Dashawanda Cole was having suicidal thoughts. “I didn’t think I’d actually act on them,” she recalls, now 18 months later, “but I was scared of myself. I didn’t feel safe.” She went to Hennepin County Medical Center's Acute Psychiatric Services and asked for help.
There, at the psychiatric emergency room in downtown Minneapolis, the staff gave her everything she expected – and more. They conducted a thorough psychiatric evaluation and provided appropriate medication. Then they lined her up with Mia Debbins, a community health worker.
Among the recovery resources Debbins offered Cole in the days ahead? A pathway to a job.
Cole has anxiety, post-traumatic stress disorder, and major depression. She’s also enrolled in Hennepin Health, a managed care plan that serves Hennepin County residents who are eligible for Medicaid or MinnesotaCare.
Many Hennepin Health enrollees are assigned someone like Debbins – a care coordinator who can help them navigate the complex health care system.
Assessing a client’s social services needs – such as food, housing, transportation and employment – is one of the first things that Hennepin Health care coordinators do.
The approach is unique.
Traditionally, medical care and social services in America have been distinct entities. But initiatives like Hennepin Health are breaking down the silos.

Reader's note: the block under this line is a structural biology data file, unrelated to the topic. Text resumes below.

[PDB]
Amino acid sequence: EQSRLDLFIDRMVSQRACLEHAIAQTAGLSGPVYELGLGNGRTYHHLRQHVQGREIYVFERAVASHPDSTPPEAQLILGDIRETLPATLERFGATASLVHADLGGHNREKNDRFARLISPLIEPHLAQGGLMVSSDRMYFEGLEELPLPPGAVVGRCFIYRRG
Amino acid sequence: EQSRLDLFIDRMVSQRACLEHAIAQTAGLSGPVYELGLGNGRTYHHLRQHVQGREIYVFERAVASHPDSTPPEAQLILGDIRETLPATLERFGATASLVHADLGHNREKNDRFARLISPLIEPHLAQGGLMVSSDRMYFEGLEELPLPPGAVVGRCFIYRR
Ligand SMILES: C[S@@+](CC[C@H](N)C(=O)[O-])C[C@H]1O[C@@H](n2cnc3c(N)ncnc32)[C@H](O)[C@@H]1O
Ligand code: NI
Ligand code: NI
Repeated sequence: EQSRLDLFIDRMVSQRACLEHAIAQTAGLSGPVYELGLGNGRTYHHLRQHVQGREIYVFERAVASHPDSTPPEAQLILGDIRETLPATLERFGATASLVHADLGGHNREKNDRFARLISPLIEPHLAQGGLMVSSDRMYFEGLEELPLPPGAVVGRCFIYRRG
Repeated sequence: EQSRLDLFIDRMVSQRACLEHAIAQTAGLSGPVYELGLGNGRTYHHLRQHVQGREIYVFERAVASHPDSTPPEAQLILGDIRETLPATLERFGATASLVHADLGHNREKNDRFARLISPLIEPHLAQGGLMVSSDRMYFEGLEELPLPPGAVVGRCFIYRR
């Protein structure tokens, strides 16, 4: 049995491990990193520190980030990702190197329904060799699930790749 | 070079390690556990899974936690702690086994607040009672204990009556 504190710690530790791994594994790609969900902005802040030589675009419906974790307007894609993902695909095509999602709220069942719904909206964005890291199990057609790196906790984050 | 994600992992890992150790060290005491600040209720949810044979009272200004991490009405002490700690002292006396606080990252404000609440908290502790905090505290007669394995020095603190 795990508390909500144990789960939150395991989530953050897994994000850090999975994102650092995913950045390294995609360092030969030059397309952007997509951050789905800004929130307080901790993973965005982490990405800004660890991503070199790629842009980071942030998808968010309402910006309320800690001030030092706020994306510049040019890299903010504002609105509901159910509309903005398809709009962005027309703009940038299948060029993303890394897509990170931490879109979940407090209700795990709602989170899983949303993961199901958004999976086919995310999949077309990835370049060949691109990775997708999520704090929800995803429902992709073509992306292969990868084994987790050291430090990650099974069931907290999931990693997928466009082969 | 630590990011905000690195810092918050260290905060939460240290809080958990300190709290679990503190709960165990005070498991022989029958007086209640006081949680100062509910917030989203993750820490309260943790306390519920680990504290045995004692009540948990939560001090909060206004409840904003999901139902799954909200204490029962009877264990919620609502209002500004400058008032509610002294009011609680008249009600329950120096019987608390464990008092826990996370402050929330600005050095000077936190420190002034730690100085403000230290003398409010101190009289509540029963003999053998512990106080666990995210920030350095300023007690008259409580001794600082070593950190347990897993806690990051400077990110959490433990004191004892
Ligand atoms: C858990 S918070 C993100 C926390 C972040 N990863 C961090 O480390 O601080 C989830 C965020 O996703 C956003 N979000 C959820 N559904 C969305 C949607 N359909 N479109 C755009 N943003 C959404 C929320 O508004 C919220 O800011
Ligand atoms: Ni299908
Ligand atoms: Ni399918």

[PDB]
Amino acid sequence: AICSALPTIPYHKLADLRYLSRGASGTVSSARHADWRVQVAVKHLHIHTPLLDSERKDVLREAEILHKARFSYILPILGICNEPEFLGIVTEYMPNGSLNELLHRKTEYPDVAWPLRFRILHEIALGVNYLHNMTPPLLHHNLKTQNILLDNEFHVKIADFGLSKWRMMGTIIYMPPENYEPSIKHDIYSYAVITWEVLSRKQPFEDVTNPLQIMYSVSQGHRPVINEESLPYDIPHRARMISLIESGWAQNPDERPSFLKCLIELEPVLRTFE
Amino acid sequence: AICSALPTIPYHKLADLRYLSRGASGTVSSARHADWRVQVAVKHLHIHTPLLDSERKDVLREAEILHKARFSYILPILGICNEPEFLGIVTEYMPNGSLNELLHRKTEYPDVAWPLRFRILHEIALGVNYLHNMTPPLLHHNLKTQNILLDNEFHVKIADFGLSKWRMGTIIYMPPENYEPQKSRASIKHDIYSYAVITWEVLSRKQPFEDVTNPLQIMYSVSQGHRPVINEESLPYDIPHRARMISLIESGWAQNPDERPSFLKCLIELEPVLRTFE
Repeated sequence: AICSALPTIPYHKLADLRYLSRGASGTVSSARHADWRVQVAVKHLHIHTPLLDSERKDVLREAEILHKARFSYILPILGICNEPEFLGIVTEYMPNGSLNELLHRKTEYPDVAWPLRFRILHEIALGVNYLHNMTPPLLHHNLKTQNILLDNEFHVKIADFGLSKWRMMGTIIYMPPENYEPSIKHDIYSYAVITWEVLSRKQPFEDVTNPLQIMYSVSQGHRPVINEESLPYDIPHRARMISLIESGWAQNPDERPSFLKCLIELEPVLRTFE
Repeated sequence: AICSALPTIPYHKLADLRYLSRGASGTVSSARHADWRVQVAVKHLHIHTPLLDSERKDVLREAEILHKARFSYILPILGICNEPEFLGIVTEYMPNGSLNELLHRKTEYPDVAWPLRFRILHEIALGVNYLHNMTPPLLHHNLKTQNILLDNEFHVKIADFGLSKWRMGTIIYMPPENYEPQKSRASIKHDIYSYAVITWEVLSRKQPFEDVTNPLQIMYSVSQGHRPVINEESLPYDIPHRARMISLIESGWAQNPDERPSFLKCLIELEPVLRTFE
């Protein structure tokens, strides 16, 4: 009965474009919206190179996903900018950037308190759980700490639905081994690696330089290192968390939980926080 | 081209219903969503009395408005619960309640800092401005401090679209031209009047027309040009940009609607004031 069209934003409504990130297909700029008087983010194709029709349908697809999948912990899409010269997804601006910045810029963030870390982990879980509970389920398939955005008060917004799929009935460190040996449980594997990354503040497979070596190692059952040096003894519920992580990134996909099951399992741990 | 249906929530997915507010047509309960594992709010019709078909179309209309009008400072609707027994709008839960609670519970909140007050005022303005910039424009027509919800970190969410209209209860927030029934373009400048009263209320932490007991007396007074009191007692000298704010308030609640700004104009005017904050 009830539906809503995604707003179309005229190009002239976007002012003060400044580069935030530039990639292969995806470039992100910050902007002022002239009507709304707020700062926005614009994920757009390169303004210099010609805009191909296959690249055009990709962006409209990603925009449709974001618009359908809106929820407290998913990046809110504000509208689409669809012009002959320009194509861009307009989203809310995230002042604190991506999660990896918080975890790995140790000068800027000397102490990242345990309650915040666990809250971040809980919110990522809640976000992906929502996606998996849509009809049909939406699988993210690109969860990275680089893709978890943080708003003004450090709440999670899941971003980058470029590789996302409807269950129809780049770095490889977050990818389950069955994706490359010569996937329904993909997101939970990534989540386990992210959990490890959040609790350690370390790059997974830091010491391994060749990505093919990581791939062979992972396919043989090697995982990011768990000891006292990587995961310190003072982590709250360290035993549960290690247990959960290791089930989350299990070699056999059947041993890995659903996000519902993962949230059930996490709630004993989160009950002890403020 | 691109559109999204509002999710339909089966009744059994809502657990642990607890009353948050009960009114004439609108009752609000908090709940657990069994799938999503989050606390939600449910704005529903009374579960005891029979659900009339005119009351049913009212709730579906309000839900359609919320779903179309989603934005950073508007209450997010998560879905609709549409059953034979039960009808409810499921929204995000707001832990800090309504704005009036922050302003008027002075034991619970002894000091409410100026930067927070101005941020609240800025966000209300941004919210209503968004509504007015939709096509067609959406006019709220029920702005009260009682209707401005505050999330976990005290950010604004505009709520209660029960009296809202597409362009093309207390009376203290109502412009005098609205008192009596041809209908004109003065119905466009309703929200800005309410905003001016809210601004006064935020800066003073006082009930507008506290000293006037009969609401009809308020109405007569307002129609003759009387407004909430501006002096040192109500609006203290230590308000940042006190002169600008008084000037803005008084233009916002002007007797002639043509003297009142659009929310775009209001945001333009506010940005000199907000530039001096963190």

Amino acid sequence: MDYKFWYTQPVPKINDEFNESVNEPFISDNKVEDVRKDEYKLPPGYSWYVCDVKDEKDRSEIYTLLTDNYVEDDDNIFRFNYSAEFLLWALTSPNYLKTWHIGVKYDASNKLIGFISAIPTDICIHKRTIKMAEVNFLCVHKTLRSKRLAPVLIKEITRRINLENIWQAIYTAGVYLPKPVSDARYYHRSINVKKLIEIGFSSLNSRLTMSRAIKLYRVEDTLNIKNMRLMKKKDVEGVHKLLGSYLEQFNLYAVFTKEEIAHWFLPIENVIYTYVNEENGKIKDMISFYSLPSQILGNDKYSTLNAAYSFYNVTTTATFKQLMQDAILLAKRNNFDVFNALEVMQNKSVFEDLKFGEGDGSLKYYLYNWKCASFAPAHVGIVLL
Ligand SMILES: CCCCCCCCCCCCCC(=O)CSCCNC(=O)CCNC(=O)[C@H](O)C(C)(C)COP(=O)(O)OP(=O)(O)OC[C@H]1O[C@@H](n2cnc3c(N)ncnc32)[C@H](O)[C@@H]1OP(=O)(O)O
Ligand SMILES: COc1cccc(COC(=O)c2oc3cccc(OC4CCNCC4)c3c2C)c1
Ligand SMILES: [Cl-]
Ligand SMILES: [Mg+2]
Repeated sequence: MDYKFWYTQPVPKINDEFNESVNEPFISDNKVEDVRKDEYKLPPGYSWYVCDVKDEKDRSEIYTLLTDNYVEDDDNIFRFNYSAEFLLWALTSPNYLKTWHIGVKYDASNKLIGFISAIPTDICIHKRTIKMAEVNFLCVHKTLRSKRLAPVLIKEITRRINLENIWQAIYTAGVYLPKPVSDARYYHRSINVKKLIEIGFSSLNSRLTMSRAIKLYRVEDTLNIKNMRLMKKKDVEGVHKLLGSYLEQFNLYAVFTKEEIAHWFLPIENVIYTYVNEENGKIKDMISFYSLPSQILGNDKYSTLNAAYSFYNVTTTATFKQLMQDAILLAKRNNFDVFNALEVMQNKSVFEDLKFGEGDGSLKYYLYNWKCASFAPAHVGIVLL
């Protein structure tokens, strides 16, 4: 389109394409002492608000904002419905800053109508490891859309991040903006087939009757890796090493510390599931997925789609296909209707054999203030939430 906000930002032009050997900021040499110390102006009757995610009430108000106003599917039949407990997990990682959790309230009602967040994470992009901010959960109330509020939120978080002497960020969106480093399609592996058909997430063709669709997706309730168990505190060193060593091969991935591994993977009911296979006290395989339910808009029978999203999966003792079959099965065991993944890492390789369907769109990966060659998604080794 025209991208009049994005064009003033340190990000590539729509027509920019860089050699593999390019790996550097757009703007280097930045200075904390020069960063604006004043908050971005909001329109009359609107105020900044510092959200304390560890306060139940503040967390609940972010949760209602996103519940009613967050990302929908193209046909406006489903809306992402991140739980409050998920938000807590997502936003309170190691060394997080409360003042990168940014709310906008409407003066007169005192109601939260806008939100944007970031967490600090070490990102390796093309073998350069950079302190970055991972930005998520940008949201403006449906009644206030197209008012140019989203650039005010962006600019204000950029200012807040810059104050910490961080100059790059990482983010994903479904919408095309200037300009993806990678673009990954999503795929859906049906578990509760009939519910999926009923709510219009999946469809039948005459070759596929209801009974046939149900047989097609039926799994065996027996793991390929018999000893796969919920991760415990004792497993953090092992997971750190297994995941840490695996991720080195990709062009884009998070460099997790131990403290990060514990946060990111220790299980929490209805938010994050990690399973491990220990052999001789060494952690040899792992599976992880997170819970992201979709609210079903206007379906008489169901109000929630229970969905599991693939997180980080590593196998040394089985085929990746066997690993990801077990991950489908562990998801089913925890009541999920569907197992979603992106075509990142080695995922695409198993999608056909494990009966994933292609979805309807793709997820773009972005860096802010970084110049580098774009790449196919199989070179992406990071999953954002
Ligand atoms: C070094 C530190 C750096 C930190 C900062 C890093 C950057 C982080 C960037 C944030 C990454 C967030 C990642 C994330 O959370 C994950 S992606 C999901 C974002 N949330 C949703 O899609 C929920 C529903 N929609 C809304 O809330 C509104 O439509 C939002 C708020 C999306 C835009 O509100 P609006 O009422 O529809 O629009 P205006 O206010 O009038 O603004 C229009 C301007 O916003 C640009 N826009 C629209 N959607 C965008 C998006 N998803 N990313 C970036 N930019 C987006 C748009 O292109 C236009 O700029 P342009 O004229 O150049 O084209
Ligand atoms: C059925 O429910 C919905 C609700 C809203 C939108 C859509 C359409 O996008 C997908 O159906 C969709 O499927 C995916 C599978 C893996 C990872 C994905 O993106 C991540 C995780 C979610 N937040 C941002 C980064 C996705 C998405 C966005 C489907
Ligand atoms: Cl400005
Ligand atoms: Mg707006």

"Evidence shows us that only a small piece of health and health care outcomes can be impacted by medical care,” explains Ross Owen, Hennepin Health director. “Where we live and work, and the social environment around us, all matter a lot."
Ross Owen, Hennepin Health directorEvidence shows us that only a small piece of health and health care outcomes can be impacted by medical care. Where we live and work and the social environment around us matter a lot.
Debbins discovered that Cole had recently been laid off from a seasonal job at a department store. She lacked reliable transportation and was on the verge of homelessness.
Addressing these gaps became part of her mental health treatment.
Debbins solved the transportation quandary by helping Cole acquire a pass for the metro’s bus and light rail systems.
Then she referred her to Rise.
Rise provides employment support to clients with a mental health or chemical dependency hospitalization or diagnosis. Since its partnership with Hennepin Health began in June 2013, Rise has worked with 43 Hennepin Health members. Twenty-eight have found one or more jobs through the program.
Cole was matched with Caitlin Engen, a Rise employment consultant. Together, they created a list of goals for her to achieve: driver’s license, GED, job, college, and housing.
Improved mental health was the overarching goal. “I wanted to get back to the [old] me,” Cole says, explaining that when she has control over her anxiety, PTSD, and depression, she’s a “happy person” who enjoys dancing, running, and basketball.
They updated Cole’s resume and began sending out job applications. When offers to interview rolled in, Engen gave Cole advice. “[She reminded me that] I’ve been working since I was 14, so I’ve learned a lot of things on my own,” Cole recalls, “and that, while the employer is interviewing me, I’m also interviewing the employer.”
Cole was hired by a Brooklyn Center restaurant, then quickly worked her way up to assistant manager.